The effect of low energy dislocation structures on crack growth onset in brittle crystals

M. Lii, T. Foecke, X. Chen, W. Zielinski, William W Gerberich

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Discontinuous crack growth in semi-brittle crystals is a challenging phenomenon. What are the low energy dislocation structures that accompany stably growing cracks? It has been postulated that shielding dislocations and dislocation-free zones are a result of an equilibrium of forces at the crack tip. In some materials, such as iron, these arguments are used to demonstrate the marginal stability with respect to brittle or ductile fracture. Some recent work on Fe3%Si has shown that applied stress intensities KI approaching 100 MPa m 1 2. The establishment and re-establishment of under gaseous hydrogen on the {001} cleavage plane. Initial growth starts near a KI of 20 MPa m 1 2. The establishment and re-establishment of equilibrium with the crack tip dislocation slip band(s) is central to the issues involved in crack stability. For example, is it dislocation shielding by primary emitted dislocations, dislocation cutting and/or shielding as produced by secondary sources, residual stress fields in the wake, the lack of hydrogen or all of the above which leads to crack arrest? To assist in sorting out these complex issues, both crack initiation and arrest in brittle single crystals of Fe3%Si as well as polycrystalline high strength, low alloy steel have been accomplished. Both fracture surface morphology and slip band configurations with and without a prior overload were compared by Nomarski and scanning electron microscopy contrast. Evaluation of dislocation morphologies utilizes backscattered scanning electron microscopy and transmission electron microscopy techniques. The results are rationalized and interpreted in terms of equilibrium solutions for dislocation arrays at a crack tip. This utilizes both superdislocation and array approaches in a computer simulation program incorporating anisotropic elasticity. Equilibrium is simulated using a quasi-static approach. Reports on the relative contribution of dislocation arrays and environmental effects to crack stability are made with the caveat that such simulations are extremely sensitive to the input data set.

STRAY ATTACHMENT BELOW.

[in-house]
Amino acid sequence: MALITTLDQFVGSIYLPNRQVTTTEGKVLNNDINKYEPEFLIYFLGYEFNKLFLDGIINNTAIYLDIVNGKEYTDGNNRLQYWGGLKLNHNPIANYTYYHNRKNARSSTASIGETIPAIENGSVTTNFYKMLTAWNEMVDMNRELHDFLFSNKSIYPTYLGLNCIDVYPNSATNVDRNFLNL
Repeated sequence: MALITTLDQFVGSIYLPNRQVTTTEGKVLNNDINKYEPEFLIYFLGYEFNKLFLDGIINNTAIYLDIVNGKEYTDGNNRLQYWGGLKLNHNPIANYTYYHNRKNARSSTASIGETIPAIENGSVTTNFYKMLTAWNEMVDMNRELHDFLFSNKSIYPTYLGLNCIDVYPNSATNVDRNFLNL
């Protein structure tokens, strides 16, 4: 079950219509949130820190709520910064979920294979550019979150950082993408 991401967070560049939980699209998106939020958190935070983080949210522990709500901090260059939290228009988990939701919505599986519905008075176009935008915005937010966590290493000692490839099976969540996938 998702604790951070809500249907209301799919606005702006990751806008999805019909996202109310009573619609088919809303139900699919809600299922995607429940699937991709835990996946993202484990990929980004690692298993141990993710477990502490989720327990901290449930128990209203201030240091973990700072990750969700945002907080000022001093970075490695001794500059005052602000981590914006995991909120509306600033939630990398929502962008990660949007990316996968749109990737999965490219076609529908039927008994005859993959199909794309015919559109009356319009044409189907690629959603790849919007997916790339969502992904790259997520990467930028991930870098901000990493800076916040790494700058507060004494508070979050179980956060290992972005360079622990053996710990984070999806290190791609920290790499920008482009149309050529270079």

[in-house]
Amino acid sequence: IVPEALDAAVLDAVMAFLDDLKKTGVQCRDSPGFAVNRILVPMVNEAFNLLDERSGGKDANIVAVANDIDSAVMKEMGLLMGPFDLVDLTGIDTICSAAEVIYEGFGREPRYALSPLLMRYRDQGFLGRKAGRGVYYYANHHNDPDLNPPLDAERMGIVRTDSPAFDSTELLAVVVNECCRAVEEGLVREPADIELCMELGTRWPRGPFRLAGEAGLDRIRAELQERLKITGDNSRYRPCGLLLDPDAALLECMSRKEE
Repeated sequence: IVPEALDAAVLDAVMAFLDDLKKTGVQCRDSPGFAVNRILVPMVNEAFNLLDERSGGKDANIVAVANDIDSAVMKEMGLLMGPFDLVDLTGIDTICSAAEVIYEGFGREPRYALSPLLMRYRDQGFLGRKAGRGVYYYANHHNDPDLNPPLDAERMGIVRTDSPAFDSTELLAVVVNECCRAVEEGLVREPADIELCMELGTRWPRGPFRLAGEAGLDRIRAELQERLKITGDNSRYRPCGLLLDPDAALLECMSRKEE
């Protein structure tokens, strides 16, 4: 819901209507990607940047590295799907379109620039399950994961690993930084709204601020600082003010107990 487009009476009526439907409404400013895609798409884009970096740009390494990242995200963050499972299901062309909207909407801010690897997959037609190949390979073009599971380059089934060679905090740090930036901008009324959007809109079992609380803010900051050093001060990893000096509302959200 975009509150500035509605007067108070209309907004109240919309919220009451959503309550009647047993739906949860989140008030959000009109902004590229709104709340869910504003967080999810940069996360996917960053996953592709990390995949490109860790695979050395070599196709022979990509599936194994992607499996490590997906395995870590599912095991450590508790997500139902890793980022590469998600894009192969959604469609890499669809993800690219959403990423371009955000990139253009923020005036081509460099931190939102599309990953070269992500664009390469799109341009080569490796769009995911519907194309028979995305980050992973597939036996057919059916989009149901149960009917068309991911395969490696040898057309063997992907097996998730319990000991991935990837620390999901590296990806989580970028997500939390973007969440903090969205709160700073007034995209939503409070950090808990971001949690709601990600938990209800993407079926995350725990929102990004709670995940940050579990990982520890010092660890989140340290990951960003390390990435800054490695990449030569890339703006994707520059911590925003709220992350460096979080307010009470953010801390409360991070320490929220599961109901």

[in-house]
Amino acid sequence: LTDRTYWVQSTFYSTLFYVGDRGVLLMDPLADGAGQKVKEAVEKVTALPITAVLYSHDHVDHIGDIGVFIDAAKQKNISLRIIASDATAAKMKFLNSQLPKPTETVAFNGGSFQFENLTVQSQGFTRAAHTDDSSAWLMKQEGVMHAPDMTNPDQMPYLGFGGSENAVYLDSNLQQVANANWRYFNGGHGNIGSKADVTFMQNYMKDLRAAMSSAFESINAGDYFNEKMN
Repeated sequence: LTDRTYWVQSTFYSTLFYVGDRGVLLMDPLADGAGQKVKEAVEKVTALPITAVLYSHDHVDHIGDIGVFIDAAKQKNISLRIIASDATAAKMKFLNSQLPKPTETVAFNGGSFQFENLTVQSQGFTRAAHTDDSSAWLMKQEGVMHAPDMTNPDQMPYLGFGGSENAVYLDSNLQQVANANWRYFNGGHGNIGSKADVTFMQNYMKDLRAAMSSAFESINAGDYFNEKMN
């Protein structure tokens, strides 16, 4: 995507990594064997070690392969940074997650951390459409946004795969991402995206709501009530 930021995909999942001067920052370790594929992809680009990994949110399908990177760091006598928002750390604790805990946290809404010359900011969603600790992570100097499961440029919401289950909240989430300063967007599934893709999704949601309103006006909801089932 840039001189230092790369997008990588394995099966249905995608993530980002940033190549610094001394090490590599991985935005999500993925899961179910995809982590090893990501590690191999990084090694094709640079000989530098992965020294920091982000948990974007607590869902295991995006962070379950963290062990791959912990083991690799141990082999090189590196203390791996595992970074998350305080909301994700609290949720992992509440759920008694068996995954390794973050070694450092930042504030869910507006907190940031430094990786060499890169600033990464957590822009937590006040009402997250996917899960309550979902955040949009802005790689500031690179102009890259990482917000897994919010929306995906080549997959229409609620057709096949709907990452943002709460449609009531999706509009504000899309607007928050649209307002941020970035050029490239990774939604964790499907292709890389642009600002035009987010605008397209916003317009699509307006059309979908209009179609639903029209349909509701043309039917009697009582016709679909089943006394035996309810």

Original languageEnglish (US)
Pages (from-to)327-338
Number of pages12
JournalMaterials Science and Engineering A
Issue numberC
StatePublished - Jul 1 1989

Bibliographical note

Funding Information:
The authorsa re gratefult o the staff of the SupercomputeCr enter of the University of Minnesotafo r the use of their facilitiesa nd for support from the Corrosion Center and the Departmenot f Energy, BasiEc nergySciences, Materials Science Division, Grant DE-FG02-84ER45173.

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